Perceptions of Psychosocial and Ethical Issues and the Psychological Characteristics of Donors in the Clinical Setting of Living Kidney Donors: A Qualitative Study.Nana Arai, Naoki Yokoyama, Mayumi Hara & Yoshiyuki Takimoto - 2024 - AJOB Empirical Bioethics 15 (1):22-32.
    Background There are several psychosocial and ethical issues surrounding the decision to be a living kidney donor. The present study aimed to determine the perceptions of psychosocial and ethical issues that living kidney donors may have, and analyze their psychological characteristics.Methods Face-to-face semi-structured interviews were conducted with 15 donors. Thematic analysis was then performed to categorize the thematic elements of the transcripts. All procedures were approved by the relevant review board.Results Four main categories were identified: Awareness of family dynamics, barriers (...)
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  10.  7
    Comparing Attitudes About Genomic Privacy and Data Sharing in Adolescents and Parents of Children Enrolled in a Genomic Research Repository.Courtney Berrios, Shelby Neal, Tricia Zion & Tomi Pastinen - 2024 - AJOB Empirical Bioethics 15 (1):33-40.
    Background Sharing of genomic data aims to make efficient use of limited resources, which may be particularly valuable in rare disease research. Adult research participants and parents of pediatric research participants have shown support for data sharing with protections, but little is known about adolescent attitudes on genomic privacy and data sharing.Methods In-depth interviews were conducted with 10 adolescents and 18 parents of children enrolled in a pediatric genomic research repository. Interview transcripts were analyzed for themes on attitudes toward genomic (...)
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  11.  17
    Stakeholders’ Ethical Concerns Regarding Psychiatric Electroceutical Interventions: Results from a US Nationwide Survey.R. Bluhm, E. D. Sipahi, E. D. Achtyes, A. M. McCright & L. Y. Cabrera - 2024 - AJOB Empirical Bioethics 15 (1):11-21.
    Background Psychiatric electroceutical interventions (PEIs) use electrical or magnetic stimulation to treat mental disorders and may raise different ethical concerns than other therapies such as medications or talk therapy. Yet little is known about stakeholders’ perceptions of, and ethical concerns related to, these interventions. We aimed to better understand the ethical concerns of a variety of stakeholder groups (patients with depression, caregivers of patients, members of the public, and psychiatrists) regarding four PEIs: electroconvulsive therapy (ECT), repetitive transcranial magnetic stimulation (rTMS), (...)
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  12.  15
    Frequency of Perceived Conflict between Families and Clinicians at Time of Clinical Ethics Consultation in Hospitalized Children.Aleksandra E. Olszewski, Chuan Zhou, Jiana Ugale, Jessica Ramos, Arika Patneaude & Douglas J. Opel - 2024 - AJOB Empirical Bioethics 15 (1):60-65.
    As a well-established service offered at many hospitals internationally, clinical ethics consultation (CEC) is increasingly recognized as a tool to improve patient care quality (Fox et al. 2022; Ta...
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  13.  20
    A Focus Group Study of the Views of Persons with a History of Psychiatric Illness about Psychiatric Medical Aid in Dying.Brent M. Kious & Margaret Pabst Battin - 2024 - AJOB Empirical Bioethics 15 (1):1-10.
    Background Medical aid in dying (MAID) is legal in a number of countries, including some states in the U.S. While MAID is only permitted for terminal illnesses in the U.S., some other countries allow it for persons with psychiatric illness. Psychiatric MAID, however, raises unique ethical concerns, especially related to its effects on mental illness stigma and on how persons with psychiatric illnesses would come to feel about treatment and suicide. To explore those concerns, we conducted several focus groups with (...)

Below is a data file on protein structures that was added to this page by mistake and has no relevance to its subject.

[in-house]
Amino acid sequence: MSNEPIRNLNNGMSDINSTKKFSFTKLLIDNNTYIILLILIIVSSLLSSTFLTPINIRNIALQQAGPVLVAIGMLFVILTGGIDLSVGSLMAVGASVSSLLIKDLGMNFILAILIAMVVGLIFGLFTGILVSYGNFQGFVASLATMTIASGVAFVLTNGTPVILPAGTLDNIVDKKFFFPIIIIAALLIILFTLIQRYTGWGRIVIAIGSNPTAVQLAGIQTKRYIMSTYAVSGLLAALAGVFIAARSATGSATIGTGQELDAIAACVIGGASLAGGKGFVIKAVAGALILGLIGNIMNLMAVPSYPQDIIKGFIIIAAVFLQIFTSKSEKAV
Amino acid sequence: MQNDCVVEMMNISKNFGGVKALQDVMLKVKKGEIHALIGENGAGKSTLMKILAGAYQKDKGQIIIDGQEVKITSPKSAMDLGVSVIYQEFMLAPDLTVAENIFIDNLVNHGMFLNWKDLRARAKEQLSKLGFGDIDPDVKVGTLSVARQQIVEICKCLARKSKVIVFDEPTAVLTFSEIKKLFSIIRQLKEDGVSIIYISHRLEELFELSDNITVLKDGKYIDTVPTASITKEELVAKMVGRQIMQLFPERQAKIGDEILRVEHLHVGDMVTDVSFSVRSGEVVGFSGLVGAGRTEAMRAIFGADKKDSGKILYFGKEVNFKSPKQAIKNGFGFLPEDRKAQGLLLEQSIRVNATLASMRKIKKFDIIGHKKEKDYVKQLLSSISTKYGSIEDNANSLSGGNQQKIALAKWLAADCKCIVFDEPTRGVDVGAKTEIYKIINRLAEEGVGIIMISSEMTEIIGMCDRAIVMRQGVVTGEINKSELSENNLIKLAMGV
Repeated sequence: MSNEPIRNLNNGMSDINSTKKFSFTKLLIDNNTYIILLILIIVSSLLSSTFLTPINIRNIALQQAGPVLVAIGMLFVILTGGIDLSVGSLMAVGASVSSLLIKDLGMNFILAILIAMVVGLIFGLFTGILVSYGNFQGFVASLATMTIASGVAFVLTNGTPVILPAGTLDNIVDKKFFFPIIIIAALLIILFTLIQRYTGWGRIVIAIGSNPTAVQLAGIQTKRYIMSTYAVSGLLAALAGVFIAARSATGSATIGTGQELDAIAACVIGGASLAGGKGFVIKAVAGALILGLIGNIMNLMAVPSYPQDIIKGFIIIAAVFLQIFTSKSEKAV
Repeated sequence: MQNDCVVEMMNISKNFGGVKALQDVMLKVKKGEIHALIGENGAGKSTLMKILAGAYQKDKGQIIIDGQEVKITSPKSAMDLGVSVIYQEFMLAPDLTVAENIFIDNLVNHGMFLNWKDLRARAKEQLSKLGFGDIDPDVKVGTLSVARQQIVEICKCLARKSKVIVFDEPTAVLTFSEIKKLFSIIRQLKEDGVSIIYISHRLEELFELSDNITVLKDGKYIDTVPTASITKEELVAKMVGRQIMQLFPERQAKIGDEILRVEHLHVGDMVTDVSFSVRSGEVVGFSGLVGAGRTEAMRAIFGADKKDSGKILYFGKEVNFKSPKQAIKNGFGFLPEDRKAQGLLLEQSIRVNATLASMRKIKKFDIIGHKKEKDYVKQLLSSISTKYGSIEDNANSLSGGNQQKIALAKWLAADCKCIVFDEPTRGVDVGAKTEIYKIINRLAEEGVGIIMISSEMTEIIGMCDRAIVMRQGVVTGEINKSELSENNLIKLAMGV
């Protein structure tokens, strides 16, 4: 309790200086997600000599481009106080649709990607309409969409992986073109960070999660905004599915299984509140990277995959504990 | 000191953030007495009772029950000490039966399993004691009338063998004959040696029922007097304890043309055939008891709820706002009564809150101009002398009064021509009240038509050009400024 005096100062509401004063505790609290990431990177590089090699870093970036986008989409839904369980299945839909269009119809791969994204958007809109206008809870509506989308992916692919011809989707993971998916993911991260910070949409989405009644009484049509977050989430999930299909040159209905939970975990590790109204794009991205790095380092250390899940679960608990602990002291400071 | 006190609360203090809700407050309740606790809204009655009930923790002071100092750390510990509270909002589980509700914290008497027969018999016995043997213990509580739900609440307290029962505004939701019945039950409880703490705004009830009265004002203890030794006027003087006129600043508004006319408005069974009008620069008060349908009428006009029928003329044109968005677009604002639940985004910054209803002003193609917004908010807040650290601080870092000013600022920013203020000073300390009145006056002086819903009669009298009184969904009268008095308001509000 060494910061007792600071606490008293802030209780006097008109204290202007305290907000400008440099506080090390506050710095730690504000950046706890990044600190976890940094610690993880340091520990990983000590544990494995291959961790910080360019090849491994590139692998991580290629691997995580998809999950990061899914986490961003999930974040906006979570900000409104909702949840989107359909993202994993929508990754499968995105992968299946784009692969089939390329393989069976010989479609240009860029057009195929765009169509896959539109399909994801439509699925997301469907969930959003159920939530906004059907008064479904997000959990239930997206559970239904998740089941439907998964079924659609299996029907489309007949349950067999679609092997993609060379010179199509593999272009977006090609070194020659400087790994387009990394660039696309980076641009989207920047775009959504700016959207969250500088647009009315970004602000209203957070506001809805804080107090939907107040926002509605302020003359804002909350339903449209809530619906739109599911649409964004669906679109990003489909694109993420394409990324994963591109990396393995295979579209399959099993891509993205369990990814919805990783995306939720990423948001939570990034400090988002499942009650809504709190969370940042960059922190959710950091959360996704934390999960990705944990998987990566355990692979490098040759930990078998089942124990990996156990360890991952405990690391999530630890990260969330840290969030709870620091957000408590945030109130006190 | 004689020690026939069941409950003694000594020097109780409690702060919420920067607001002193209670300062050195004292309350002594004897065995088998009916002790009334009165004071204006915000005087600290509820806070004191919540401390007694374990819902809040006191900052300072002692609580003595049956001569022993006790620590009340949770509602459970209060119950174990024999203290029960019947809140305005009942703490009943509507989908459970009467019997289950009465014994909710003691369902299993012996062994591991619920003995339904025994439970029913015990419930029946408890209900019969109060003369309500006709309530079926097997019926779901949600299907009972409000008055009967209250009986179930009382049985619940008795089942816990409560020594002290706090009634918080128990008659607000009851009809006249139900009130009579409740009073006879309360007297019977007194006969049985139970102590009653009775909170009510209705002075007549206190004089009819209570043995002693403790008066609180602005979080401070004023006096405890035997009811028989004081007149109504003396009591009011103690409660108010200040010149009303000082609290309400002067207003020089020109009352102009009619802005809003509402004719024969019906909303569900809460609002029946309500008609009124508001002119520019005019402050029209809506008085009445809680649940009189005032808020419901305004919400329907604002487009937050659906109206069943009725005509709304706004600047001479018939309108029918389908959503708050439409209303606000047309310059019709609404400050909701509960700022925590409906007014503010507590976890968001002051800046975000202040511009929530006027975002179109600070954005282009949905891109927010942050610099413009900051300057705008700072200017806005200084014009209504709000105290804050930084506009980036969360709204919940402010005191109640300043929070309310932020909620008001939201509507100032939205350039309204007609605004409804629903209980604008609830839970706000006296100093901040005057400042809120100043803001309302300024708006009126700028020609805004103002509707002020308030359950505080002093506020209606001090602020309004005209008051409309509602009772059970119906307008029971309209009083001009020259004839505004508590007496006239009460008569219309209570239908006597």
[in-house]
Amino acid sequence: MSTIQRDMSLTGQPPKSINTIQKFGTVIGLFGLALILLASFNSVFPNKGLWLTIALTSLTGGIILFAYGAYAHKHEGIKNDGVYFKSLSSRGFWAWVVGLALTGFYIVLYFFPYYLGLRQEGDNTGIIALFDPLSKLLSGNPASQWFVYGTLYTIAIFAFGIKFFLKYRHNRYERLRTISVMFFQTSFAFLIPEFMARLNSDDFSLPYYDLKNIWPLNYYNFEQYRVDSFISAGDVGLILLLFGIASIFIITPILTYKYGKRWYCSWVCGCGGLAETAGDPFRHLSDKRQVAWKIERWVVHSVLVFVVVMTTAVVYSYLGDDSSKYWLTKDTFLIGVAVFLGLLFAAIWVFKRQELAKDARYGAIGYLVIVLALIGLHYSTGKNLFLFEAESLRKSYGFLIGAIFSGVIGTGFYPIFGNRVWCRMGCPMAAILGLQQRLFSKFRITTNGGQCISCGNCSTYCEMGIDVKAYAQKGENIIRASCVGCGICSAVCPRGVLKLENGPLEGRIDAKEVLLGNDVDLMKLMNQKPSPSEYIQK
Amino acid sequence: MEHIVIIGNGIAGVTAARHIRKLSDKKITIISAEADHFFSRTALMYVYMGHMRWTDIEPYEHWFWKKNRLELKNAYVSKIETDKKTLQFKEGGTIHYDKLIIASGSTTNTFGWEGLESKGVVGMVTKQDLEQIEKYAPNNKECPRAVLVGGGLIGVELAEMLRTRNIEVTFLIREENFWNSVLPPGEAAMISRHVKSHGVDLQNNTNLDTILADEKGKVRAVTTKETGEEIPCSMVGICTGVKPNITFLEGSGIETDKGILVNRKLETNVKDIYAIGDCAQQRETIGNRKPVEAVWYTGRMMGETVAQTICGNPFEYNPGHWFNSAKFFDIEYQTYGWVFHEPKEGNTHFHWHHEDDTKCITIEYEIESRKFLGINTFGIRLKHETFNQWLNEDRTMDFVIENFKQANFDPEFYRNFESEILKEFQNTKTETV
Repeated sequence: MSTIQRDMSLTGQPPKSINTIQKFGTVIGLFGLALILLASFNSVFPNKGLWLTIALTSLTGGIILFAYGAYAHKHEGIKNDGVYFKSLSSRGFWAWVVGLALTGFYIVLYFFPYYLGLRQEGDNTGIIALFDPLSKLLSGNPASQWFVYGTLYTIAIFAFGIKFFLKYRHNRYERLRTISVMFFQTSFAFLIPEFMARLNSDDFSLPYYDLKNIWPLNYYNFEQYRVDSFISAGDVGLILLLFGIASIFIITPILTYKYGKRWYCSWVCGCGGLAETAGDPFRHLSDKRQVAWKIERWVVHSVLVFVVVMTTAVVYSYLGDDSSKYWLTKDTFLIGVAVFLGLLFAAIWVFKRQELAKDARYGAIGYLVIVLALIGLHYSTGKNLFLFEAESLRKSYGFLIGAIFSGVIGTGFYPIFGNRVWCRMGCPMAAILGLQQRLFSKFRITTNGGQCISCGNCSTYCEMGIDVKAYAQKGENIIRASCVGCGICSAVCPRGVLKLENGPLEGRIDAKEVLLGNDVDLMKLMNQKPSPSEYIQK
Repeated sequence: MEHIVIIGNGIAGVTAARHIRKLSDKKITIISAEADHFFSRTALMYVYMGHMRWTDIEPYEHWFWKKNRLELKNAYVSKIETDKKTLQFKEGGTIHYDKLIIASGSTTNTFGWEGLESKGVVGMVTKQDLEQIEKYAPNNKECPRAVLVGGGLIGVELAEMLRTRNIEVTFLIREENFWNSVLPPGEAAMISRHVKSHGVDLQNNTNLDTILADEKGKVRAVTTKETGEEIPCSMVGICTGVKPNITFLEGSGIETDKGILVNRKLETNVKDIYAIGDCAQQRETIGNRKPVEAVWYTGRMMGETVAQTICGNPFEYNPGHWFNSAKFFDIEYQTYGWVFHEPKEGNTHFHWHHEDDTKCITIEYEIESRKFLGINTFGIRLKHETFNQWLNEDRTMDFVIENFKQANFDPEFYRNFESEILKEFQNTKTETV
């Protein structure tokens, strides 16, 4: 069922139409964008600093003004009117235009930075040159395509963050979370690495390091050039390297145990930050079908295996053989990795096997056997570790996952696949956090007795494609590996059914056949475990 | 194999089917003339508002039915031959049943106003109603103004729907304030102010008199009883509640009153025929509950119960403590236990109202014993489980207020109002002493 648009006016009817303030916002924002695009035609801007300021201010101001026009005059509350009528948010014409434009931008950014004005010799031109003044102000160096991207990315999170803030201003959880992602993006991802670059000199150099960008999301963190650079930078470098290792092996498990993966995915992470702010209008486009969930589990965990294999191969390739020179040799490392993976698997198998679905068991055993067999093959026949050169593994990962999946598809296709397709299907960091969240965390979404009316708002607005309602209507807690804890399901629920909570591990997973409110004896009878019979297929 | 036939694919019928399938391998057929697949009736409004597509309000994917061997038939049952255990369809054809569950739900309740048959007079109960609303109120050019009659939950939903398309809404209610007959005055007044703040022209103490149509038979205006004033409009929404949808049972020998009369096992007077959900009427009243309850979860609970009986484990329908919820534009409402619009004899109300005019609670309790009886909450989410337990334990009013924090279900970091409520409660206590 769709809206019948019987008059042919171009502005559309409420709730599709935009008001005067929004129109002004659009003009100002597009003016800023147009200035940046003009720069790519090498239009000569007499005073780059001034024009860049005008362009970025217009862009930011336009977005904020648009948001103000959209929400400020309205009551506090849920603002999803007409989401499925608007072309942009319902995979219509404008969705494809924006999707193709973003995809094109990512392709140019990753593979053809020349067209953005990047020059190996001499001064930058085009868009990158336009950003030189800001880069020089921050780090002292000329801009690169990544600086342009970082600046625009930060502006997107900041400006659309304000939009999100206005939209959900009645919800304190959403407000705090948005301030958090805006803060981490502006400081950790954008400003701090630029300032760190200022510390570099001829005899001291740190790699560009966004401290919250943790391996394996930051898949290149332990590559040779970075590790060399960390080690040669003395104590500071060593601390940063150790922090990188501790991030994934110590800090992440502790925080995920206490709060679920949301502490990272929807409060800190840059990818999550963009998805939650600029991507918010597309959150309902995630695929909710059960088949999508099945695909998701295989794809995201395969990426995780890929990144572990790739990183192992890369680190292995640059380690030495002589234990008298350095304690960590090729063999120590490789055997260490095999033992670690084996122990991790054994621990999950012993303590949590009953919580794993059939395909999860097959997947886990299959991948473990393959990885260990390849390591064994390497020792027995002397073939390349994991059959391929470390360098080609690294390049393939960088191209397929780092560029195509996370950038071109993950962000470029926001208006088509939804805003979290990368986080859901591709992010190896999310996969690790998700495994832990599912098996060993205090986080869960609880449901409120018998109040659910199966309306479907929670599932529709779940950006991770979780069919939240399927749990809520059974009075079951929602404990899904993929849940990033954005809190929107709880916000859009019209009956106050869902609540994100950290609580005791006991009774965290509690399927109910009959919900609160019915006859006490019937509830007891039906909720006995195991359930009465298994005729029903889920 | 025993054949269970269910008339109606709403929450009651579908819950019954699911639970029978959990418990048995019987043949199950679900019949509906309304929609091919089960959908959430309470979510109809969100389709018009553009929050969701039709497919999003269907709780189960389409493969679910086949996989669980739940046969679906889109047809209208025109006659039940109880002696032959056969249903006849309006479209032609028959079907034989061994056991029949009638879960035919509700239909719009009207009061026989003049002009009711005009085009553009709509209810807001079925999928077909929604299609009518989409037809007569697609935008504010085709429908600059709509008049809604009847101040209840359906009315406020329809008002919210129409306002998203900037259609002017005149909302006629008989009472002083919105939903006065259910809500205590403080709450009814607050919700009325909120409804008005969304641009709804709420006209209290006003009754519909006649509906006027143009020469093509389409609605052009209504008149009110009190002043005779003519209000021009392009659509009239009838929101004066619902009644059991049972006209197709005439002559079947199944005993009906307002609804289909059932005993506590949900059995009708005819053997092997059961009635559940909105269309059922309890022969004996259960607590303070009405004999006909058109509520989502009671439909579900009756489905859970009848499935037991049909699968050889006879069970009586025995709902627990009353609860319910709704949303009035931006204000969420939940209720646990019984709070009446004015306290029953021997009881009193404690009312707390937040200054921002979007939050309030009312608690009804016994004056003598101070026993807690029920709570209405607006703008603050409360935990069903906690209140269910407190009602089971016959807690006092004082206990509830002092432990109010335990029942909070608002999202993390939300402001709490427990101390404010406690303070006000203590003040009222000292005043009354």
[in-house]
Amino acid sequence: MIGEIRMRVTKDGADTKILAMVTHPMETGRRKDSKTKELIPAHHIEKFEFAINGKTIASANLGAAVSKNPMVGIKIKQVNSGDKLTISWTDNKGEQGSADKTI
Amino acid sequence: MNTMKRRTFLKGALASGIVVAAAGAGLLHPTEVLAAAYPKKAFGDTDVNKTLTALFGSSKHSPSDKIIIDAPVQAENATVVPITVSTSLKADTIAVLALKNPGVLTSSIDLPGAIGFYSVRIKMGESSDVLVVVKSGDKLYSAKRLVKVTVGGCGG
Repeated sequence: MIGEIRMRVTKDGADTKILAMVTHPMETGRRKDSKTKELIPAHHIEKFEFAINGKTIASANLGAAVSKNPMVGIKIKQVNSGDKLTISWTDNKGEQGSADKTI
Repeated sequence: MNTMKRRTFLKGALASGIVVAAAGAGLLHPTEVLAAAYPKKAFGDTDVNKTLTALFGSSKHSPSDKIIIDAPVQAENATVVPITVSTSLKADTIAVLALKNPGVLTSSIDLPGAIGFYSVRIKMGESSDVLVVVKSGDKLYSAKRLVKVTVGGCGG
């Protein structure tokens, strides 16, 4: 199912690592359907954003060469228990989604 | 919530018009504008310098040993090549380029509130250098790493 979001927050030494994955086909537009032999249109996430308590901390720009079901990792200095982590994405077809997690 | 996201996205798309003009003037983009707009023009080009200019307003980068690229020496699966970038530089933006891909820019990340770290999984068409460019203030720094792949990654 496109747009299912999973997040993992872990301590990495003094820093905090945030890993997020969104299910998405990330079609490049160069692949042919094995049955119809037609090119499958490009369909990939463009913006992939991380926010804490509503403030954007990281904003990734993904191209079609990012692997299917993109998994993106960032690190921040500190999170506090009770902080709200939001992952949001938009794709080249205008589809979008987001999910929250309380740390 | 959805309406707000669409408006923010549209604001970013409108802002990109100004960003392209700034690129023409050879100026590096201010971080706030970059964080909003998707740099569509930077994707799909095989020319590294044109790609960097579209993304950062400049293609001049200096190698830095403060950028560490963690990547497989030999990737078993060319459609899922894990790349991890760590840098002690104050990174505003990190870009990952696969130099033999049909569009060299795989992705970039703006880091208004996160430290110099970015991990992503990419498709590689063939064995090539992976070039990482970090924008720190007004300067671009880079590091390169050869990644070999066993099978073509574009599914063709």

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  14.  9
    Toward Consent in Molecular HIV Surveillance?: Perspectives of Critical Stakeholders.Stephen Molldrem, Anthony K. J. Smith & Vishnu Subrahmanyam - 2024 - AJOB Empirical Bioethics 15 (1):66-79.
    Background The emergence of molecular HIV surveillance (MHS) and cluster detection and response (CDR) programs as key features of the United States (US) HIV strategy since 2018 has caused major controversies. HIV surveillance programs that re-use individuals’ routinely collected clinical HIV data do not require consent on the basis that the public benefit of these programs outweighs individuals’ rights to opt out. However, criticisms of MHS/CDR have questioned whether expanded uses of HIV genetic sequence data for prevention reach beyond traditional (...)
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  15.  14
    Expert Views on Medical Involvement in the Swiss Assisted Dying Practice: “We Want to Have Our Cake and Eat It Too”?Christina Nyquist, Raphael Cohen-Almagor & Scott Y. H. Kim - 2024 - AJOB Empirical Bioethics 15 (1):41-59.
    Background Most jurisdictions that allow euthanasia and assisted suicide (AS) regulate it through the medical profession. However, the extent and nature of how medicine should be involved are debated. Swiss AS practice is unusual in that it is managed by lay AS organizations that rely on a law that permits AS when done for nonselfish reasons. Physicians are not mentioned in the law but are usually called upon to prescribe the lethal medications and perform capacity evaluations.Methods We analyzed in-depth interviews (...)
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  16.  33
    Advance Medical Decision-Making Differs Across First- and Third-Person Perspectives.James Toomey, Jonathan Lewis, Ivar R. Hannikainen & Brian D. Earp - 2024 - AJOB Empirical Bioethics:1-9.
    Background Advance healthcare decision-making presumes that a prior treatment preference expressed with sufficient mental capacity (“T1 preference”) should trump a contrary preference expressed after significant cognitive decline (“T2 preference”). This assumption is much debated in normative bioethics, but little is known about lay judgments in this domain. This study investigated participants’ judgments about which preference should be followed, and whether these judgments differed depending on a first-person (deciding for one’s future self) versus third-person (deciding for a friend or stranger) perspective. (...)